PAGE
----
20. I don't want any kind of electronic reader. NOTHING can replace the smell of a brand new book. I flip through the pages and just.... inhale. *sigh*

  21. My main beef with e-readers is you can't take them in the tub!

  22. Part of me will never be able to give up on real books. I just love them too much.

    Besides, the prices of these e-readers are way too high for me to buy into them. It makes no sense to me to pay hundreds of dollars for the privilege of buying electronic books for 10 bucks a pop.

    But then, I'm cheap.

  23. I hadn't the foggiest idea what a Kindle was other than a gentle suggestion one puts to a flame to burn more enthusiastically. What curious curiosities we are presented these days;)

  24. Until I read LDJensen's comments, I had no clue Kindle isn't available in Canada. Doesn't matter though. Not interested. Technologies make me nervous. They don't last forever. My real life book have a better chance. Remember what happened to videos, LPs, 8 track tapes? They were all eventually replaced by something better. So does that mean my kids will no longer be able to read my YA books in ten years time? (Okay, maybe they won't want to read them, but at least then they'll have the option). And when you go to a writer's conference, how is the author going to sign your "book" if there are no tree-sacrificed books available? (Can you tell I just returned from one?) So for me,there's no Kindle on my Christmas wish list, just tons of YA novels in the old-fashioned format. :D

  25. I've seen quite a few Kindles out there on business travel. It does make sense for the "road warrior" who does a lot of areading and a lot of travelling. Those I've spoken to are not usually in the 'book-ish' biz - I've spoken to consultants, engineers and clinical research associates. Just various people who love to read, have to travel often and are trying to reduce the weight of what they carry on travel.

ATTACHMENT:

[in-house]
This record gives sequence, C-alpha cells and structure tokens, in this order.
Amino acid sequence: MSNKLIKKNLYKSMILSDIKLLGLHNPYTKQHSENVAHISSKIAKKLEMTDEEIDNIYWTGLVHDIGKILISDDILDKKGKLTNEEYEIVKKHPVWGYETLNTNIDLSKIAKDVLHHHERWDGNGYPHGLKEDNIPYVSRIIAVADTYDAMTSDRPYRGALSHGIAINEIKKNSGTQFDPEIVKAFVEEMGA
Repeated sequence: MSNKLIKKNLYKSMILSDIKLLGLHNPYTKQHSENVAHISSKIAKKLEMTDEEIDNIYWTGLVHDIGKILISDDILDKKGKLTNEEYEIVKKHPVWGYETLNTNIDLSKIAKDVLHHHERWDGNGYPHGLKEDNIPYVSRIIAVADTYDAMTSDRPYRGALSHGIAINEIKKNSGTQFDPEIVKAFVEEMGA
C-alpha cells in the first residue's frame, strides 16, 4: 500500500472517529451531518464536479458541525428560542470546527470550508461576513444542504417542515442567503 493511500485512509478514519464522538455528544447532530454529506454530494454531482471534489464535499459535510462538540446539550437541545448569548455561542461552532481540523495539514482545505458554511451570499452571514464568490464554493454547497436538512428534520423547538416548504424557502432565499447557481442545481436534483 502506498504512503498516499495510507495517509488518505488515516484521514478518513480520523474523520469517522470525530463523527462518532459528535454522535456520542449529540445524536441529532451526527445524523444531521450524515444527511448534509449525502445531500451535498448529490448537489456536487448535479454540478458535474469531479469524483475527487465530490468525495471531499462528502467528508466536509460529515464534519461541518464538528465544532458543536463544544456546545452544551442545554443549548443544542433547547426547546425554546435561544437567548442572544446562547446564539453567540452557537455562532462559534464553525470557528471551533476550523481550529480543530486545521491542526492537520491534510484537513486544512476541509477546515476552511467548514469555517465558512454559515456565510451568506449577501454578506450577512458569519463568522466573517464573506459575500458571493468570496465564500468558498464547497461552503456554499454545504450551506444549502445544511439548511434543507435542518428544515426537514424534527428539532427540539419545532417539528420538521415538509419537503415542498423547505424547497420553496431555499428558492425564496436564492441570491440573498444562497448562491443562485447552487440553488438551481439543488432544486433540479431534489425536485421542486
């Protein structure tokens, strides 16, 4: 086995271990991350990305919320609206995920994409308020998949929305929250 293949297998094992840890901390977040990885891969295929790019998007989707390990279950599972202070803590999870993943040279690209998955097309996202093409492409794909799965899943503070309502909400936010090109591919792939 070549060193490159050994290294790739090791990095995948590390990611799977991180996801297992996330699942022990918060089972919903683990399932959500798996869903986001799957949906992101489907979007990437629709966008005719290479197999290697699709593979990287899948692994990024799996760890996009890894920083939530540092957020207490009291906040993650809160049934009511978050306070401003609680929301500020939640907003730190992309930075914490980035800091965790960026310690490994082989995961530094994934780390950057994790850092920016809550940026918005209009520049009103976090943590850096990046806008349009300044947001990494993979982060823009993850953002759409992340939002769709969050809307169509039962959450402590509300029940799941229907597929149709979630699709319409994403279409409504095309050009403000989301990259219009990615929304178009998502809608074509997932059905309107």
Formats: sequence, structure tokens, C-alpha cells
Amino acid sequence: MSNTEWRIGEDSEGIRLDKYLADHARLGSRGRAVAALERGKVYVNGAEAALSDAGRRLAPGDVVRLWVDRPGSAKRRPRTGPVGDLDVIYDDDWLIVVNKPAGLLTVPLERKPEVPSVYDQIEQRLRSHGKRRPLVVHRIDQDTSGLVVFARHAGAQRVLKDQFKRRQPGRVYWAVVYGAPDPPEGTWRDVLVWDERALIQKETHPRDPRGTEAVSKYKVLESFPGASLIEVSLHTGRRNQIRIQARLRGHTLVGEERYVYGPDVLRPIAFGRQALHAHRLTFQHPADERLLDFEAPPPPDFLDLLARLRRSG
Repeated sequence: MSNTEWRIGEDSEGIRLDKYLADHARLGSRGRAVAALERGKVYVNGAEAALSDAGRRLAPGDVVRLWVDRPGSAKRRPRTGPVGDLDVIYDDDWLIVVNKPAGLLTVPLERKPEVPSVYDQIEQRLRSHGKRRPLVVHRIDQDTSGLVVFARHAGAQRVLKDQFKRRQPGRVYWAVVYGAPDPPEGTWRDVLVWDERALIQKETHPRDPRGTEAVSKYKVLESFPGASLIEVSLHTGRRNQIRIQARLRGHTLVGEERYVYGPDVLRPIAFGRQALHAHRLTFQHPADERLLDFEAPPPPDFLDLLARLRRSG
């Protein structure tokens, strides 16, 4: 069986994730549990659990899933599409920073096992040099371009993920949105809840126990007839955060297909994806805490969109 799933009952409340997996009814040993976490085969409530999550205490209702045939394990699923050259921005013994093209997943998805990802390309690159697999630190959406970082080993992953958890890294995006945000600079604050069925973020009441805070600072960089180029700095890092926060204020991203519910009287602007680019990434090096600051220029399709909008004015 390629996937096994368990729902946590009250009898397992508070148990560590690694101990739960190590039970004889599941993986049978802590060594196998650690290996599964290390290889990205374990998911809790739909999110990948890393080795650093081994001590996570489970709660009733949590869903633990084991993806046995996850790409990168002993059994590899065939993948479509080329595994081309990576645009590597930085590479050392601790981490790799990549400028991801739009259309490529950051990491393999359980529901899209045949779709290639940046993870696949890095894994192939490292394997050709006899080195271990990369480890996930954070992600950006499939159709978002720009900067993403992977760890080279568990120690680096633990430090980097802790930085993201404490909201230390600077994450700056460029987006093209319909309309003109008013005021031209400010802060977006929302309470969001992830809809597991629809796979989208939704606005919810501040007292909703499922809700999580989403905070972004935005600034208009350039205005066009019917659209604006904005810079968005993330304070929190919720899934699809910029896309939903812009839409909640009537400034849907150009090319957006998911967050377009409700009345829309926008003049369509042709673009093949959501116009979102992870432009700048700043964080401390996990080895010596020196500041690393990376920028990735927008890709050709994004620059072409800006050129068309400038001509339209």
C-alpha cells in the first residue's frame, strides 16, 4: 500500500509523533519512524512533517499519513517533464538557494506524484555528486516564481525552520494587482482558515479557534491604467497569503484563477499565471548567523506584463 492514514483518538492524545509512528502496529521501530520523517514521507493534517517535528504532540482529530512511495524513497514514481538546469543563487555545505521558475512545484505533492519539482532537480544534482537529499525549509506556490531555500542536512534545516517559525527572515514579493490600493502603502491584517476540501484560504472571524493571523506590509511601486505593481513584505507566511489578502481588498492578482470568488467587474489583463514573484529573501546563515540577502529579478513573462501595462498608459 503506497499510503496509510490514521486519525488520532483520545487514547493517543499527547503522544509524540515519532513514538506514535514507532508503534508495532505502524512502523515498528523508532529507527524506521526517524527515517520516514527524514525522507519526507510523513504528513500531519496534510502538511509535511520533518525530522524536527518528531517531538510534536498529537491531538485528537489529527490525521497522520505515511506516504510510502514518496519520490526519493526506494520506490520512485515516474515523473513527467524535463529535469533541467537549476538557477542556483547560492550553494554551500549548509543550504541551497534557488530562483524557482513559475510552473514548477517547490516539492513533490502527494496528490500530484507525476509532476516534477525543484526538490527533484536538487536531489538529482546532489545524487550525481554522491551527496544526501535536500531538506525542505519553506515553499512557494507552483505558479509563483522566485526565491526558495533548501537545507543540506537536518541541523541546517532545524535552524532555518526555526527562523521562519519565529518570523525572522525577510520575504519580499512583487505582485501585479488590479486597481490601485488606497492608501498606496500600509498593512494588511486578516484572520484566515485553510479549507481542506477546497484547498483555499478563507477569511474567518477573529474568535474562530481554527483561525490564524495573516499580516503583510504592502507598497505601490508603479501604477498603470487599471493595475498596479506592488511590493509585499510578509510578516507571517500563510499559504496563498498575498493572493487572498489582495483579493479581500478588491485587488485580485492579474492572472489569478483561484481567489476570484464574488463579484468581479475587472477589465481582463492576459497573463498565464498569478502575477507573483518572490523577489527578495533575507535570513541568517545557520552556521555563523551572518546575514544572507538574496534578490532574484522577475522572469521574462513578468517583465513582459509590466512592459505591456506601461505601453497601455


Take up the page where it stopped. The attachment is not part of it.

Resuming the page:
Do I want an eReader? Possibly. My day job does include a decent dose of travel. I like to have several books with me for light reading, and they aren't light weight. ;)

    Thus far, I've compromised by having MobiPocket reader installed on my laptop and Blackberry. But I would love to have an eReader, I think, for travel. Whereas at home, I still curl up in my favorite reading chair and savor the feel of paper under my fingertips as I turn the pages.

    Another thought is that I tend to read the books in e-format first. Then I decide whether I absolutely love the book enough to collect it, in hard cover. This has spared me no end of agony when deciding to thin out my book collection at the ouse - because my husband has a rule that my 'library' must fit in one bedroom. Having an eReader allows me to read to my heart's content and only collect the books in hard cover that I know I'll read over and over again.

  26. I bought my husband a kindle for his birthday and I've borrowed it a couple of times but I'm really not keen. I prefer traditional books. Although I do see there appeal for when you go away or if your job involves a lot of reading. It was great for reading friends WIP too, much nicer than a computer screen.

  27. My husband got me one as a surprise. I never thought I'd want one, but now I'm warming up to the idea for magazines and newspapers. I like a few magazines very much, but hate how they pile up.

    But I agree with all those who say that a Kindle will never replace my beloved books!

  28. I'm not there yet. I read a great article about kids growing up on that technology, and how it will be a gradual changeover, but I'm not sure about that. My husband wanted to get me one for my birthday, and I'm SO glad he asked me first. I love being able to loan books to people, and I don't think the price of e-books is low enough yet to make that a preferred way to read something. If I read something on a Kindle that cost $10 to download, there's no guarantee I can sell a friend on that writer without being able to loan her a physical book (for free). But handing someone a physical book, and them finding that they like it, may make people go out and buy the backlist.